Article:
Sales Tax for Authors: Q&A with a Tax Expert

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One of the most frequent questions we get from authors is about charging sales tax on their books. Our standard response is something like, “You must consult a tax expert for definitive advice, but we know that if you have a physical presence in a state, you have established ‘nexus’ and must collect sales tax on your books.” A recent Supreme Court ruling turned that advice on its head.

In South Dakota v. Wayfair, the Supreme Court overruled two previous cases that said states couldn’t require sales tax from businesses with no physical presence in the state and upheld a South Dakota statute that requires out-of-state businesses to collect and remit sales tax if they deliver more than $100,000 of good and services to the state or engage in 200 or more separate transactions.

This ruling paves the way for other states to enact similar legislation, and over half have already done so. North Carolina, where SPARK Publications and many of clients are located, already had a law on the books but couldn’t enforce it. As of November 1, 2018, if your business is not located in North Carolina but you have annual sales in excess of $100,000 or 200 transactions with North Carolina customers, you must collect and remit sales taxes to the state of North Carolina.

We talked to our tax advisor, Jack Schmoll of Schmoll CPA, to get some more clarity on the issue of sales tax for independent authors. Unlike many accountants and bookkeepers, Jack is a sales tax specialist. He advises taxpayers as well as other CPAs and accounting firms.

What is “nexus”?

“Nexus is the minimum connection a taxpayer needs to have with a state before the taxpayer becomes subject to that state’s tax laws. And the rules vary by tax type—income tax, sales tax, franchise tax, et cetera—and by state.”

Today, we’re primarily interested in sales tax. What types of things establish sales tax nexus in a state?

“That’s where there’s a huge amount of flux right now. Historically, you needed some type of physical presence in a state, such as having inventory in the state (even through a fulfillment service like Amazon), having a sales representative who calls on customers in that state, and of course, having a brick-and-mortar presence. The US Supreme Court case South Dakota v. Wayfair established that a physical presence is no longer necessary. Each state is taking steps to enforce that court decision. More than half of states have something that’s either already in effect or will be within the next few months. It’s also important to note that the Supreme Court didn’t take away the physical presence connection; it simply added an additional threshold for sales and/or transactions. And that revenue amount ($100,000 in North Carolina) can be from any source, not just your taxable products and services. In the case of SPARK Publications book clients, if you go to a state and do a book reading or give a speech and sell some books, then you’ve most likely established nexus in that state with your physical presence and even a small amount of sales.”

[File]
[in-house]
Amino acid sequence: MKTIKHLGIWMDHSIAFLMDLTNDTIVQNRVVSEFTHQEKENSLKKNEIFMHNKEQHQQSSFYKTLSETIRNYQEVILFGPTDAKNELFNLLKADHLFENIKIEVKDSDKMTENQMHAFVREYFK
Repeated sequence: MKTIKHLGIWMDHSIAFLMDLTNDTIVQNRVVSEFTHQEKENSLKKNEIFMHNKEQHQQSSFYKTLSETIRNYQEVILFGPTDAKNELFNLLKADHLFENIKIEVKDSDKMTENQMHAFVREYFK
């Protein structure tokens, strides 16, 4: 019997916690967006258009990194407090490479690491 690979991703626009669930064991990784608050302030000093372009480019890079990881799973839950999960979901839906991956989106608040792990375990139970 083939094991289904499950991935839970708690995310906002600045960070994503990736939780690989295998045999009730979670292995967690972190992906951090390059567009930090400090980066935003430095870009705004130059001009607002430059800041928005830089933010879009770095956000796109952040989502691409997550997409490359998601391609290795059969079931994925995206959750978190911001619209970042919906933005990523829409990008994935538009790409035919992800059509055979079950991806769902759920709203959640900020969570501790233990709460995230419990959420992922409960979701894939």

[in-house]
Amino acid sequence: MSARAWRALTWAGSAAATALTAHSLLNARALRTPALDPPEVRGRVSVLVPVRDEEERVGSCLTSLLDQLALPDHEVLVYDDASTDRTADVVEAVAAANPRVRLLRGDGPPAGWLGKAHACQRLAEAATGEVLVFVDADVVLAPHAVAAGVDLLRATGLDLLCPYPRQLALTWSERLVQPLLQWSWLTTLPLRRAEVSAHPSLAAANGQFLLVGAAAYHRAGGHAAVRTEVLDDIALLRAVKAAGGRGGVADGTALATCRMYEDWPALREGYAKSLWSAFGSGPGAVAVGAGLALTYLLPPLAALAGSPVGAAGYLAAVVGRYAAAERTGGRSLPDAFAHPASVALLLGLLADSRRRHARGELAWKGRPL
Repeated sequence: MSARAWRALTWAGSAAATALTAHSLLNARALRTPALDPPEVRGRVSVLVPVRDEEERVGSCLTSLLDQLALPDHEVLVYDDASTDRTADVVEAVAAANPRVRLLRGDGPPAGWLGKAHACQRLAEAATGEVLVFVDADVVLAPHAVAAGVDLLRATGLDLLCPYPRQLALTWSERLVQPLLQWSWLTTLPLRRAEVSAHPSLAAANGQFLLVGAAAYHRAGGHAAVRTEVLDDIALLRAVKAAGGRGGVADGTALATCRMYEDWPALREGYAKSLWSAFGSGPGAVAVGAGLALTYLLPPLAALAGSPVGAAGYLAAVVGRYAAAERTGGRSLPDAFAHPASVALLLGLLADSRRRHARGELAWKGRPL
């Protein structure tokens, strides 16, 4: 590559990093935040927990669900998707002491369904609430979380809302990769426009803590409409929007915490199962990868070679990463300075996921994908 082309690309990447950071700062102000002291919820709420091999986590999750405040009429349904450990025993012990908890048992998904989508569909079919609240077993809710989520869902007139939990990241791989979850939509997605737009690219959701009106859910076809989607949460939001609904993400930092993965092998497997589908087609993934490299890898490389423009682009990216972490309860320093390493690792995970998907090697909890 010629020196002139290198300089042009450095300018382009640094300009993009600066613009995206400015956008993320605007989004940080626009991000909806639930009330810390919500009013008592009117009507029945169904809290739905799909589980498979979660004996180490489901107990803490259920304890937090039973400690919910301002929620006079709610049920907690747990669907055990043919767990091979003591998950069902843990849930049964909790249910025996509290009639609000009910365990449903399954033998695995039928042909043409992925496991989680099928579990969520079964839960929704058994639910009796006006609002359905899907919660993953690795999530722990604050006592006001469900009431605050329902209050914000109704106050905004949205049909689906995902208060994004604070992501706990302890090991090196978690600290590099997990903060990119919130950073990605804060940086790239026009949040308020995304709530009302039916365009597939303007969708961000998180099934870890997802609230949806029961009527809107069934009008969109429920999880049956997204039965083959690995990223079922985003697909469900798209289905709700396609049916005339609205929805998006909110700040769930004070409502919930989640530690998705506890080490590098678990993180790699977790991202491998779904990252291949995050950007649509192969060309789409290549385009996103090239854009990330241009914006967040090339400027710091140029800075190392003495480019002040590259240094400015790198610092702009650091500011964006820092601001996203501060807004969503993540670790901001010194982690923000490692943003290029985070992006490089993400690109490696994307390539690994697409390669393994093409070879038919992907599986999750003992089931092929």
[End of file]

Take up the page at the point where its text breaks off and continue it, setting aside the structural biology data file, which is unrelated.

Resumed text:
How will people know when a state’s new rules are in place?

“There’s no central bank of this type of information. I update a matrix on a weekly basis that I send out to my clients that shows who has imposed what and when the effective dates are. Unfortunately, each state acts on its own. Some are establishing new laws. Others, like North Carolina, already had laws enacted and have now simply set a date for when they will begin enforcing them.”

If my customers are ordering my book online, do I charge sales tax based on where I am or where my customer is?

“‘Sourcing’ is the term states use regarding what tax rate applies, and it varies by state. If you’re mailing across state lines, the tax rate is almost always going to be the location of the customer.”

Is sales tax charged on shipping?

“Again, it varies by state. Shipping is taxed in North Carolina.”

Where do you go to find out which states use which rules?

“There is not an easy place to go for that. I have very extensive tax research software that I use to find that information. If you’re trying to find it on your own, you’ll have to look at the state’s website and possibly dig into the state’s statutes to be sure.”

If our clients came to you for help, what sorts of help can they expect?

“I help folks figure out a lot of things. Is their product taxable? Do they have a sales tax collection requirement in a particular state? If so, is shipping taxable? And then, while I don’t file their taxes or keep books for them, I do help them choose the right solutions for their situations.”

Long story short: you’re definitely responsible for collecting and remitting sales tax in your home state. And you need to keep close track of your sales thresholds and nexus status in other states.

Also note that if you’re ordering book copies from print-on-demand vendors and reselling them to your readers (the end user), then you are responsible for the sales taxes, not the printer. But they will charge you sales tax until you prove to them that you’re exempt. The first step is to complete North Carolina’s Form E-595E (or the equivalent in your state), which includes a multistate component where you can list any other states where you have sales tax nexus. Your resale ID number, which is required on the form, is the same as your North Carolina Department or Revenue account number on your Form E-500 sales and use tax return.

There you have it, folks. You can visit Jack online at or call him at 704.246.4308. If you’re ready to publish your book, contact us.

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